The Casper City Council has decided to move forward with the funding proposal they were given at the council meeting on Wednesday.

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The budget includes many different items, however the main topics of discussion were employee compensation, several new positions, and funding infrastructure.

A year ago the council had commissioned a firm, Graves Consulting, to find out if the city needs to adjust how it pays its employees.

At the council meeting Laruie Graves, from the firm talked to council about how the city has 53% of its employees at the top of their pay grade, with many similar businesses being at 20 to 25%.

Graves said it would cost around $127,000 from the general fund to change how wages are done.

Carter Napier, city manager for the council, said doing so would not increase many employee wages, but rather increase the range of how much employee wages could increase to.

The proposed budget also included seven new positions for the city, going from 498 to 505, including jobs for digital analyst, cyber specialists, and city engineer.

Council member Bruce Knell had reservations about giving funding for these kind of positions because he said he wants to avoid expanding the size of the government and be fiscally responsible.

Several council members, like Amber Pollock and Ray Pacheco, said in response how important these positions are, especially something like cyber specialists, because of the relatively low upfront cost compared to how much the city would spend later if they did not have the position.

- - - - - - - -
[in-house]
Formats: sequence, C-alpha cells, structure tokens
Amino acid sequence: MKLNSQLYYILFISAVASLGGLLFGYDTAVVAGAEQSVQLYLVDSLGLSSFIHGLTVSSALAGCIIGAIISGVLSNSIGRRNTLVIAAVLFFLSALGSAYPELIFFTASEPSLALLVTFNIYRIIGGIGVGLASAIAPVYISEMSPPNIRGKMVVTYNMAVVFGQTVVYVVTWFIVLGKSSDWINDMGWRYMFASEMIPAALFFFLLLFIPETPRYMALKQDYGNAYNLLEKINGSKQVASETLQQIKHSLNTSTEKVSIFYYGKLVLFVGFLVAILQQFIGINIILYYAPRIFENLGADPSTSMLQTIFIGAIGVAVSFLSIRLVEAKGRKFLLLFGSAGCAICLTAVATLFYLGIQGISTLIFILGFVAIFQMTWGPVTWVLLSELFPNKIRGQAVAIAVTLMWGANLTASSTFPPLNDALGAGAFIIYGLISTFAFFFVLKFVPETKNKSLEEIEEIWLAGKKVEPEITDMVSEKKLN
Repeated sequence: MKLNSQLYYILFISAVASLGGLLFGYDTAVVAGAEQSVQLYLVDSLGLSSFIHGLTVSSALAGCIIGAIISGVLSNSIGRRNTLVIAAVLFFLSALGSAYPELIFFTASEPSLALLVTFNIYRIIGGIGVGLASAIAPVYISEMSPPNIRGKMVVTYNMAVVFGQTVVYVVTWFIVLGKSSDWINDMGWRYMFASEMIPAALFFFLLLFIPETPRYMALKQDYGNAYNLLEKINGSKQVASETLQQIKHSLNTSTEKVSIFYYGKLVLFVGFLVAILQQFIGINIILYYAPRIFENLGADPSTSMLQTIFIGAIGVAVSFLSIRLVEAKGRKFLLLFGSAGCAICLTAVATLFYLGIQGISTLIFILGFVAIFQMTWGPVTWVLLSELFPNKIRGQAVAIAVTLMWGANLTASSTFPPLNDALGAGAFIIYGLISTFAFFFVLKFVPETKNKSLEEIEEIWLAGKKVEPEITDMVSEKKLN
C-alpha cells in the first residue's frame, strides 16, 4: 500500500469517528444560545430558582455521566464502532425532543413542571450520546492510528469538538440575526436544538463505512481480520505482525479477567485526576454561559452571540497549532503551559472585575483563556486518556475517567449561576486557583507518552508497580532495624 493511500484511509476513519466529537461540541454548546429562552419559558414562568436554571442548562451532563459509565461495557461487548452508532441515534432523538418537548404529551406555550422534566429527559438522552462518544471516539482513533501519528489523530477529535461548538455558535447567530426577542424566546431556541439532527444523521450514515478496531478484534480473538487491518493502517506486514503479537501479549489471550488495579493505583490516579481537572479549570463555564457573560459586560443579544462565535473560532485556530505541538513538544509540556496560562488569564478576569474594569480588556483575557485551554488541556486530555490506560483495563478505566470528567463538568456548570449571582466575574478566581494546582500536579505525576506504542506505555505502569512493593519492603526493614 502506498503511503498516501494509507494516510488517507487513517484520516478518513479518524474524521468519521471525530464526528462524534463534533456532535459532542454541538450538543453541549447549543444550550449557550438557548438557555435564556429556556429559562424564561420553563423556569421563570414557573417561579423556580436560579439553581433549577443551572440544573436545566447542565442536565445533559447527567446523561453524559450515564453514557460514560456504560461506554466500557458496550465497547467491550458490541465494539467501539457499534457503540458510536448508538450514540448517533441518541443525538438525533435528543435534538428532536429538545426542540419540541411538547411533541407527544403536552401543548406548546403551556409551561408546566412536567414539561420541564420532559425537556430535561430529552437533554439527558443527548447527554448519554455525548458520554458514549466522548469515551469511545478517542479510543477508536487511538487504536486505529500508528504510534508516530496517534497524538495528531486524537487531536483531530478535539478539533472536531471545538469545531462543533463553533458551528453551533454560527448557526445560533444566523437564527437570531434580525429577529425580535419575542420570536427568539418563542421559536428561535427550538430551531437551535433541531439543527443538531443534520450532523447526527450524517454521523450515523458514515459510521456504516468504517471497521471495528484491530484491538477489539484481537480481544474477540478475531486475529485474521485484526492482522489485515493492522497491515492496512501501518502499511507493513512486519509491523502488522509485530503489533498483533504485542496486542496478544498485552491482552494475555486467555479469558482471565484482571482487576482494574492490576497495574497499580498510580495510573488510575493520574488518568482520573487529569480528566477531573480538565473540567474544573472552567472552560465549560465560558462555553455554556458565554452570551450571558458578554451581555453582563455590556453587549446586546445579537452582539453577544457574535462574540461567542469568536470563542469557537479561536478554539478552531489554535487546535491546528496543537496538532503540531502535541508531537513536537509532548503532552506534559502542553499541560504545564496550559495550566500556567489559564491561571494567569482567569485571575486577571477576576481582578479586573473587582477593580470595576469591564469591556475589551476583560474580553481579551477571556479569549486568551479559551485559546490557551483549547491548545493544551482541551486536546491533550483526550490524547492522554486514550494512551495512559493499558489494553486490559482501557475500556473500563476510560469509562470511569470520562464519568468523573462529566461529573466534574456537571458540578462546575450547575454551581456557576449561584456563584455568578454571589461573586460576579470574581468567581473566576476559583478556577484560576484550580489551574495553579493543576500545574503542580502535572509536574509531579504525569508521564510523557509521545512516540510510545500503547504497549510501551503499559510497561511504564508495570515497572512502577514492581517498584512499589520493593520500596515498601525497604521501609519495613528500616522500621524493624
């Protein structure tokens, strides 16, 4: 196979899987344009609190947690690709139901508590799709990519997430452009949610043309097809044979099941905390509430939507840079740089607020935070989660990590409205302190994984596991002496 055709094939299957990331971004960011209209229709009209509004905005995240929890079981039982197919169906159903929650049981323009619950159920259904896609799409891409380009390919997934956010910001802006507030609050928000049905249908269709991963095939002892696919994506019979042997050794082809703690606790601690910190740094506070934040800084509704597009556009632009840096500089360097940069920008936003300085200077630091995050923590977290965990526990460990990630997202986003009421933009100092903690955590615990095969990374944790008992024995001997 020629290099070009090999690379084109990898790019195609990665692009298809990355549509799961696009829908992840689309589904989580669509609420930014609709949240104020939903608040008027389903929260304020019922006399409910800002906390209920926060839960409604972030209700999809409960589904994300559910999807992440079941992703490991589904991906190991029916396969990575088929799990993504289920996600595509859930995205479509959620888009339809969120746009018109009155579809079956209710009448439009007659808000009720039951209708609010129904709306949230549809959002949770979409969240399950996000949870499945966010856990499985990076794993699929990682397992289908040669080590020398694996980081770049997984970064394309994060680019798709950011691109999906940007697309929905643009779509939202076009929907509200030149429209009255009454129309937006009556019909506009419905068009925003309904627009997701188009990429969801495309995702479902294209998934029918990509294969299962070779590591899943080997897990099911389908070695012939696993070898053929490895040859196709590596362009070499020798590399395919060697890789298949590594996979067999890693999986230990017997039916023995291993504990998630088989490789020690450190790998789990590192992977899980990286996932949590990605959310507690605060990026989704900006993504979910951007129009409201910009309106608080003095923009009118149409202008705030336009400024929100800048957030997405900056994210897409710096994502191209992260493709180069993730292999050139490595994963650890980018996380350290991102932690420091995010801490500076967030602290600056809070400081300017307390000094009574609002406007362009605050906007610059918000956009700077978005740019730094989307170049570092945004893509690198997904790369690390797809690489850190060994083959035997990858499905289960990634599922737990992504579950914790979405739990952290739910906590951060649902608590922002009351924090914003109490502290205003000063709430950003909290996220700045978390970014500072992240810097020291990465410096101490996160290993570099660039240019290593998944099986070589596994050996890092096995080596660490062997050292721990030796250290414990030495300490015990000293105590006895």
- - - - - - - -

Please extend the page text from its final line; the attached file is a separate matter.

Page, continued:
Knell said he understands the need for a cyber specialists because his wife's law firm recently got hacked, however he said it was still important to keep the size of the government down.

Freel said he thinks the council needs to spend money from time to time and doesn't like how often fiscally responsible gets thrown around when it comes to not funding things.

"Four years we have paid for training for school shooters why, because it could happen, did it happen, yes, Casper College happened. During this last year we brought in extra people because we had issues on a Wednesday during a peaceful protest to make sure it didn't happen on a Friday. Sometimes we just have to spend money in order to protect the people...but at the end of the day there are some things we're going to have to fund, so being fiscally responsible, I'm really tired of hearing that term, we all know why we're here and we know why we're doing what we do, but at the end of the day you've got to do what's right, simple as that."

By the end of the session, Knell withdrew his concerns about the budget, as the issues he'd had were addressed.

Council member Kyle Gamroth said he is concerned with the lack of funding that the city puts towards things like water, sewer, streets, and wanted to know if there's any hope the city can fund those programs which he said need around $3.5 million a year.

Napier said there are several methods the city could take towards getting the funding needed, such as raising water bills, and that the council would discuss that more in the future.

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